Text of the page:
“If you can make it here…”: Culture shock and international students

Welcome to JFK! (CC0 image via Wikimedia)

Contributed by: Lebogang Matome, a student in the Touro Graduate School of Business class of 2017, working towards her M.S. in International Business & Finance.

From home America, was a dream. Being awarded an opportunity to come study in America, one can only dream of and plan all the places that they want to see, in New York particularly. What a bonus to come to NYC I thought, hoping to see all those places where some of my favorite movies and reality shows where based. I had expectations of celebrities on every corner and paparazzi everywhere, with the thought of photo bombing a celebrity. It’s a place where one is given the impression that money could actually be growing in trees. It seemed that everyone who lives in New York must be a celebrity with a luxurious life, and every day is a holiday, and every time you are sad, by some coincidence it will start raining while you are walking to catch a taxi and a soundtrack will come on. But then you arrive and finally get to discover that Hollywood is in another part of America, far from New York.

Once you get to JFK airport, you realize it is all really different from the picture painted by the media, and not exactly the glitz and glamour you looked forward to. One thing that you have to learn to do as quickly as possible is survive in a really fast economy, where everyone is very busy and too preoccupied to say “Hello” in the elevator. Actually, come to think about it, you stand out like a sore thumb because that is not the way it’s done in New York, as a colleague explained. It baffled me when I tried to explain to a friend that I sat next to a lady on a train, and I greeted her as I know is a norm when I sit next to someone, and she started to unload on me all the troubles of her life. My friend laughed as she said, “Nobody does that.”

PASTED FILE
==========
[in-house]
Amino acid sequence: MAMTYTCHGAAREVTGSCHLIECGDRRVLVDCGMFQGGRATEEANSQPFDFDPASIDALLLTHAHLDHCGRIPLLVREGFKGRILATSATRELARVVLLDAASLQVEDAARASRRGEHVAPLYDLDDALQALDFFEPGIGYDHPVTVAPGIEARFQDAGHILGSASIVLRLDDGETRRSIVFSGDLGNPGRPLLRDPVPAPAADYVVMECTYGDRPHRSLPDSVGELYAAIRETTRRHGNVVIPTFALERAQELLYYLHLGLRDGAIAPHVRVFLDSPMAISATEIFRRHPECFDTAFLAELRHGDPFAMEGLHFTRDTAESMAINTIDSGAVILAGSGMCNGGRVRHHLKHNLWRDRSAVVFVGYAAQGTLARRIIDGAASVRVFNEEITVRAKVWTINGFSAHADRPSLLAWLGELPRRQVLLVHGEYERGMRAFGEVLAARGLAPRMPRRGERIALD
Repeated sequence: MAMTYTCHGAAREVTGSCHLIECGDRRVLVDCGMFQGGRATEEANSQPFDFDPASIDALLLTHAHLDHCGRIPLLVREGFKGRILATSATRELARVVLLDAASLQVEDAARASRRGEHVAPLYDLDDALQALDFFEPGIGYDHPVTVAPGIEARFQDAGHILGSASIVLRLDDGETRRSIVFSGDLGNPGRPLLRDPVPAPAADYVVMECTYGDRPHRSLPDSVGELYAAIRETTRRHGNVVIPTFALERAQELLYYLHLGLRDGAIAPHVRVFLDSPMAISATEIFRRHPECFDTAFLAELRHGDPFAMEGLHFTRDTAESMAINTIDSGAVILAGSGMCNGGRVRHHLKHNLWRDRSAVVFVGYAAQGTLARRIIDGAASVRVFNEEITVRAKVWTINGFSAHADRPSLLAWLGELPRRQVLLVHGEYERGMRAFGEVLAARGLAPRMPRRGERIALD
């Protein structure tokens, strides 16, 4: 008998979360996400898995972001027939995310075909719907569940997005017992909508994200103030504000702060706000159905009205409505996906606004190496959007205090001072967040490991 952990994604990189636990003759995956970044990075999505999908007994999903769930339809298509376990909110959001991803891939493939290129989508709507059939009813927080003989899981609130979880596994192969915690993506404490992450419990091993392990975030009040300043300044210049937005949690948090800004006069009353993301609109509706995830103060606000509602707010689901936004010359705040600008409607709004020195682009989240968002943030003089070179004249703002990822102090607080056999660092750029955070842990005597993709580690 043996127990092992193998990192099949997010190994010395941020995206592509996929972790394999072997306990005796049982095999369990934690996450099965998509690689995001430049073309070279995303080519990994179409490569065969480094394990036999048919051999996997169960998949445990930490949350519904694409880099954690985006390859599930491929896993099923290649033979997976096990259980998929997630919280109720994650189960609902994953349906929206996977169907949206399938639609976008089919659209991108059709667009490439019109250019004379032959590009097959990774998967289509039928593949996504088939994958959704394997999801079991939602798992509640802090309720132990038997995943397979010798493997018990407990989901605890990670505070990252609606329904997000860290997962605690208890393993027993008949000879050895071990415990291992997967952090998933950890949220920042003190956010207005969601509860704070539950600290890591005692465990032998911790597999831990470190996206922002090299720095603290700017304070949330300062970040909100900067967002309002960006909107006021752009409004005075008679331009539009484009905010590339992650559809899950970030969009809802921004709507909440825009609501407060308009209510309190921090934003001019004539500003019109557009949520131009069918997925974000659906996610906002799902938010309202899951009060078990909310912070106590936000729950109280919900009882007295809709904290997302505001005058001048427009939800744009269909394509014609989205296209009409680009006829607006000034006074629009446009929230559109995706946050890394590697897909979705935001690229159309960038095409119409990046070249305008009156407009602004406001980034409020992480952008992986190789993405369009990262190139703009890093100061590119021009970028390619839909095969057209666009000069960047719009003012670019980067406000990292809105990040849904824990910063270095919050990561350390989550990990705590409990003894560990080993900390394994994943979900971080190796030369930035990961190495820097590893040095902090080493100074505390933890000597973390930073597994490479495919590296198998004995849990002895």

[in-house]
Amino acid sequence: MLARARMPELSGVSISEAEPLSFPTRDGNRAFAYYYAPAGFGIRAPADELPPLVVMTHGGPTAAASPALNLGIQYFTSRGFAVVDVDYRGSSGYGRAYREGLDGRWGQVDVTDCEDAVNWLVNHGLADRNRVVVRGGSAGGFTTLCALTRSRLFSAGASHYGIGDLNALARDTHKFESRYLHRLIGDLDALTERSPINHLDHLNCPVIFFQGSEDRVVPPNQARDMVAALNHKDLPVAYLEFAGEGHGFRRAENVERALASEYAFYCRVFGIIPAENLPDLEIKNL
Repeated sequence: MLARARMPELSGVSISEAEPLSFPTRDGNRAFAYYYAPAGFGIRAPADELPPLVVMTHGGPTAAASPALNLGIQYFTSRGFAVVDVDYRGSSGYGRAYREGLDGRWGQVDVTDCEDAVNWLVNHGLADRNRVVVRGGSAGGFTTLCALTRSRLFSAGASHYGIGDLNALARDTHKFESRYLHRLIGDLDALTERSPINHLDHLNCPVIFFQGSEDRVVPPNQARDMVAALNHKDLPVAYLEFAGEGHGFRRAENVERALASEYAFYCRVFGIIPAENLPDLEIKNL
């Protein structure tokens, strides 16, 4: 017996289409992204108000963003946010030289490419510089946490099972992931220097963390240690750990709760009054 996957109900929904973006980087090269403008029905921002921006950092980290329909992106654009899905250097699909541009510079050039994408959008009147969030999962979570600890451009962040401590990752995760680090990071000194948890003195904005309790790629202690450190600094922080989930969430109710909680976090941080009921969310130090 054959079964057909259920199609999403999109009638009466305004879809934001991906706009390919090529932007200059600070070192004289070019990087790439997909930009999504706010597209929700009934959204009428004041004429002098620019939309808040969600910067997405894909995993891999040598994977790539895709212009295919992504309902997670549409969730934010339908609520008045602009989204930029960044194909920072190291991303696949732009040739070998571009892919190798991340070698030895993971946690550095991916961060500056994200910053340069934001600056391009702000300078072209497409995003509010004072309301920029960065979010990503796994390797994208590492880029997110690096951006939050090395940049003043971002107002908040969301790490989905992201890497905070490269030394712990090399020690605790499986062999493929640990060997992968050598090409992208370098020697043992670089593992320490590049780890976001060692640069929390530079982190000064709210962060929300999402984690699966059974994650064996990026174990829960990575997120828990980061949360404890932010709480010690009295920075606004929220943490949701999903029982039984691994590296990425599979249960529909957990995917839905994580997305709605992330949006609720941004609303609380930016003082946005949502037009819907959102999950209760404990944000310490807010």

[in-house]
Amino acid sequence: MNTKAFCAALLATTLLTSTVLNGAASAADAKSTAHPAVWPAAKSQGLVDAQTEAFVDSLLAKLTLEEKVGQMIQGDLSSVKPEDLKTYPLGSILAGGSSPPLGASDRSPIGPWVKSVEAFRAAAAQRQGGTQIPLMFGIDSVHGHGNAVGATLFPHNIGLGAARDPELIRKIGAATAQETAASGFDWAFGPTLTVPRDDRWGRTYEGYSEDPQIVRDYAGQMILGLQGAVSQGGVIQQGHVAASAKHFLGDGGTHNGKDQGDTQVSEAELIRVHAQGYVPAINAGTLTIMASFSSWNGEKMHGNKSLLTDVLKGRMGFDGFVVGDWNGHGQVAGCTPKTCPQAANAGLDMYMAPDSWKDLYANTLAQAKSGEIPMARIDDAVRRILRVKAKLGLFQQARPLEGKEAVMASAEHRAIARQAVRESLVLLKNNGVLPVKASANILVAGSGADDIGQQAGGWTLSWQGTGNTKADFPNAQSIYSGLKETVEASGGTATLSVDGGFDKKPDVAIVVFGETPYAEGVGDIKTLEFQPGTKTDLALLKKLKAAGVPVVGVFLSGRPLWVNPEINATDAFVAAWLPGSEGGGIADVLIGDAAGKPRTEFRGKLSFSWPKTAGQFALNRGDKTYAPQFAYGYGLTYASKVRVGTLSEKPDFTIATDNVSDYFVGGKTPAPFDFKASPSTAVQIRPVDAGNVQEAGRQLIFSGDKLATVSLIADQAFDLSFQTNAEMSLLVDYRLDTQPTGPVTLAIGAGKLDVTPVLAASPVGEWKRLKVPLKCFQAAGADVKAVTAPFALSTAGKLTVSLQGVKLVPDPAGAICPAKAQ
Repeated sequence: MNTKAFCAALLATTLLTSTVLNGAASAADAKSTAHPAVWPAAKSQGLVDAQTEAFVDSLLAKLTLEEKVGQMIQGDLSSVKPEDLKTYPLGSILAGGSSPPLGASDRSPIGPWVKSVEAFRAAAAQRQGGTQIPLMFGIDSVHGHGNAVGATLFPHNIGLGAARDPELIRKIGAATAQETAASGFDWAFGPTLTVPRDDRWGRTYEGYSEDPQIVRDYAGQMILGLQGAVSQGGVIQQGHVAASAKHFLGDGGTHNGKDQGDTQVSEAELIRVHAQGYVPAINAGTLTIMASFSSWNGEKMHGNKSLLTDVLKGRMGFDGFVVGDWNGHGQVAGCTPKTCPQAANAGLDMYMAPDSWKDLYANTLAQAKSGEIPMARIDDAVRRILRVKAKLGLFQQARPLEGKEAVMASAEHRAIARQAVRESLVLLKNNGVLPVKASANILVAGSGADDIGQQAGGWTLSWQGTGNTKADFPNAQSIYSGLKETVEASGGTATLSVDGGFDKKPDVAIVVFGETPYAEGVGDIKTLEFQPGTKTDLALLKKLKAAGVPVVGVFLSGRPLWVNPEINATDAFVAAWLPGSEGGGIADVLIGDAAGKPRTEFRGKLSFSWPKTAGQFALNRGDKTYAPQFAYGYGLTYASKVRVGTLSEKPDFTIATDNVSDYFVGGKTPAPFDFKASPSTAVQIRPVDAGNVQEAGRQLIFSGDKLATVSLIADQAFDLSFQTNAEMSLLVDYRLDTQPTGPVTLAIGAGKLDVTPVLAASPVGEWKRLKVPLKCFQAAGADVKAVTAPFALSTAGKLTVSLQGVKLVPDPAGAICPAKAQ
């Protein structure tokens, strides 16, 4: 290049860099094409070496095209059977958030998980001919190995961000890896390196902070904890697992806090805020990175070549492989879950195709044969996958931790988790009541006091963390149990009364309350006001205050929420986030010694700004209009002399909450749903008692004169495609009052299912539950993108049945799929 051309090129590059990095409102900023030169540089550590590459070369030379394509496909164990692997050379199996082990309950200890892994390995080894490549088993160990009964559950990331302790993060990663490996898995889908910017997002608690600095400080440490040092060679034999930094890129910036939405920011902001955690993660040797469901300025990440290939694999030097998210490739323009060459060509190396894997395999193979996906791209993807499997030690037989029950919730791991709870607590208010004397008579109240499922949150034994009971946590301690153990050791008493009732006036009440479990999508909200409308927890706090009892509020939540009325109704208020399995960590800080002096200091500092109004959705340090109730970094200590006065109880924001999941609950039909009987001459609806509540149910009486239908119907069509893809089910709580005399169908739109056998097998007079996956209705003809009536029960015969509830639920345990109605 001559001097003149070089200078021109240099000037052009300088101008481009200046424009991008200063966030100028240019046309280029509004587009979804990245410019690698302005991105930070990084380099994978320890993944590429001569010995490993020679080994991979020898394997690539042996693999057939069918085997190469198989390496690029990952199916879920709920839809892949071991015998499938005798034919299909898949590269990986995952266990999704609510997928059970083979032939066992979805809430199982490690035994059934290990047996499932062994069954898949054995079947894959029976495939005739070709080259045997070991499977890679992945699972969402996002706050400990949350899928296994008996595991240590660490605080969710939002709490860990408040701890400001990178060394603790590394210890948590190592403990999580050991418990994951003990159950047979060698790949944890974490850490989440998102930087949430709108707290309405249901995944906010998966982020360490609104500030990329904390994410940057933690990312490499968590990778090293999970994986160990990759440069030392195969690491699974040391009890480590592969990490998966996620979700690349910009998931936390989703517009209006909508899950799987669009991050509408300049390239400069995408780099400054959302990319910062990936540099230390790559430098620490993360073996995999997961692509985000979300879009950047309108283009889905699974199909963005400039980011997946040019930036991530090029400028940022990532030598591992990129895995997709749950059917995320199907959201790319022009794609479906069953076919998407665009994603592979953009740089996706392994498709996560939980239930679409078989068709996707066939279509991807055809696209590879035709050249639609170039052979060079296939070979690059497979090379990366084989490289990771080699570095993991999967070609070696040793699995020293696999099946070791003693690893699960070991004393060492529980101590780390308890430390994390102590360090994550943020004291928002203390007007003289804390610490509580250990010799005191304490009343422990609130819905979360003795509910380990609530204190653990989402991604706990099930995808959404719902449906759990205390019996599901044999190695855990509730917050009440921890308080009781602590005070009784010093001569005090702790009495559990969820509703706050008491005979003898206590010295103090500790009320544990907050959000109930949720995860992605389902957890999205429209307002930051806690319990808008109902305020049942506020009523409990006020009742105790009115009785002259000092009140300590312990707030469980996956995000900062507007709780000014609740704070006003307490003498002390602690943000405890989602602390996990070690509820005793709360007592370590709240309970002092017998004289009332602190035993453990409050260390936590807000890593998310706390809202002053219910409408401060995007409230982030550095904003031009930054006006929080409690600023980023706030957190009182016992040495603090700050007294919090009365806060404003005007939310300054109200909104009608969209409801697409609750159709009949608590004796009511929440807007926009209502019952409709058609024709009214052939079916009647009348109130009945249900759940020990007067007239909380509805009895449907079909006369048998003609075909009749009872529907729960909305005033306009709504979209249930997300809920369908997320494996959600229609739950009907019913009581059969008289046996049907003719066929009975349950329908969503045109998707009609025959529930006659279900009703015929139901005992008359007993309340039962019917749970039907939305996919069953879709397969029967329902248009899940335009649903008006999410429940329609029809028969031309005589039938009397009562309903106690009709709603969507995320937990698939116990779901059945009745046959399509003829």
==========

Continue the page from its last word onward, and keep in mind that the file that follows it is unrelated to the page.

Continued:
The grammar and the pronunciations are also a really fascinating thing one will notice immediately, especially coming from an English-speaking country. That’s not to mention the different food brands which are totally unknown to most internationals coming to America for the first time. I walked through all the aisles to buy my first groceries, trying to figure out which brand could be better than the other, only to walk out with just toothpaste and a headache.

NYC is “indeed a united nation.” The Botswana flag is included on the left, with black and white stripes on a blue background.

In short New York City (not just Manhattan) is a very big place, which holds its own charm and character. It is the most interesting place I have been to by far. It is very diverse, and indeed a united nation. It is true to say America is surely the land of dreams. It instills independence and encourages nothing more than success, where work and earning a living is the ultimate goal on everyone’s mind. Like they say, if you can make it in New York, you can make it anywhere. NYC is a place where multi-million ideas are made, where hope is given, and the reason why most people come to America from overseas to make something of themselves in their country of origin. It’s a place where I can learn new technological ideas and different strategies that don’t exist in a 2nd world country like my beautiful Botswana.

For more on life as an international student and culture shock, see:

Garrod, A. & Davis, J. (Eds.). (1990). Crossing customs: International students write on U.S. college life and culture. New York: Routledge.

One thought on ““If you can make it here…”: Culture shock and international students

  1. Michoel Rotenfeld November 5, 2015 / 11:04 am

    Thank you for writing. An insightful post, though a bit heartbreaking. Of course, keep in mind that the culture of New York City is different from practically all the rest of America, so also try visiting another city sometime to see how the rest of America lives.

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